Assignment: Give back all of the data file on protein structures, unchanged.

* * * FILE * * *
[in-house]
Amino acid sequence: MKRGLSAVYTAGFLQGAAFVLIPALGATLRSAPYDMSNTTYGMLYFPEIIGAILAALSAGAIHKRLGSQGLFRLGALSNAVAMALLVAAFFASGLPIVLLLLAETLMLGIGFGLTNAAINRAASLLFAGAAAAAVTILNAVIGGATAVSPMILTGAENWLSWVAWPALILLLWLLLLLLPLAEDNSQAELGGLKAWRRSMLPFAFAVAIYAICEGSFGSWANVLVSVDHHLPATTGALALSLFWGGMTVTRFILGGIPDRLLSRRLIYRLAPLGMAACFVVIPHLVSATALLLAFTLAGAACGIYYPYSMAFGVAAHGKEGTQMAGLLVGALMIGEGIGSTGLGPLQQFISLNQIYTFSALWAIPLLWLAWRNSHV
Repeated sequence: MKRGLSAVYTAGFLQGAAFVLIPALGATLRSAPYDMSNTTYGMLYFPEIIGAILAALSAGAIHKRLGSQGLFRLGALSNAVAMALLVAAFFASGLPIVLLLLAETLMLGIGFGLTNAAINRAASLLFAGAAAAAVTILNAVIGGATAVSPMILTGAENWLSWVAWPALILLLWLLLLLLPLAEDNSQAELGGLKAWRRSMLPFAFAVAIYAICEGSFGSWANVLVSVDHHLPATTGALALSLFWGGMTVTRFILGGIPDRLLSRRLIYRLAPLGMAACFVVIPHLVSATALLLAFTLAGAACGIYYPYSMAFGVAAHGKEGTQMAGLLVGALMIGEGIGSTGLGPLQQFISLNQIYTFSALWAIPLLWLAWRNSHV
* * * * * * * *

[in-house]
Amino acid sequence: MKRGLSAVYTAGFLQGAAFVLIPALGATLRSAPYDMSNTTYGMLYFPEIIGAILAALSAGAIHKRLGSQGLFRLGALSNAVAMALLVAAFFASGLPIVLLLLAETLMLGIGFGLTNAAINRAASLLFAGAAAAAVTILNAVIGGATAVSPMILTGAENWLSWVAWPALILLLWLLLLLLPLAEDNSQAELGGLKAWRRSMLPFAFAVAIYAICEGSFGSWANVLVSVDHHLPATTGALALSLFWGGMTVTRFILGGIPDRLLSRRLIYRLAPLGMAACFVVIPHLVSATALLLAFTLAGAACGIYYPYSMAFGVAAHGKEGTQMAGLLVGALMIGEGIGSTGLGPLQQFISLNQIYTFSALWAIPLLWLAWRNSHV
Repeated sequence: MKRGLSAVYTAGFLQGAAFVLIPALGATLRSAPYDMSNTTYGMLYFPEIIGAILAALSAGAIHKRLGSQGLFRLGALSNAVAMALLVAAFFASGLPIVLLLLAETLMLGIGFGLTNAAINRAASLLFAGAAAAAVTILNAVIGGATAVSPMILTGAENWLSWVAWPALILLLWLLLLLLPLAEDNSQAELGGLKAWRRSMLPFAFAVAIYAICEGSFGSWANVLVSVDHHLPATTGALALSLFWGGMTVTRFILGGIPDRLLSRRLIYRLAPLGMAACFVVIPHLVSATALLLAFTLAGAACGIYYPYSMAFGVAAHGKEGTQMAGLLVGALMIGEGIGSTGLGPLQQFISLNQIYTFSALWAIPLLWLAWRNSHV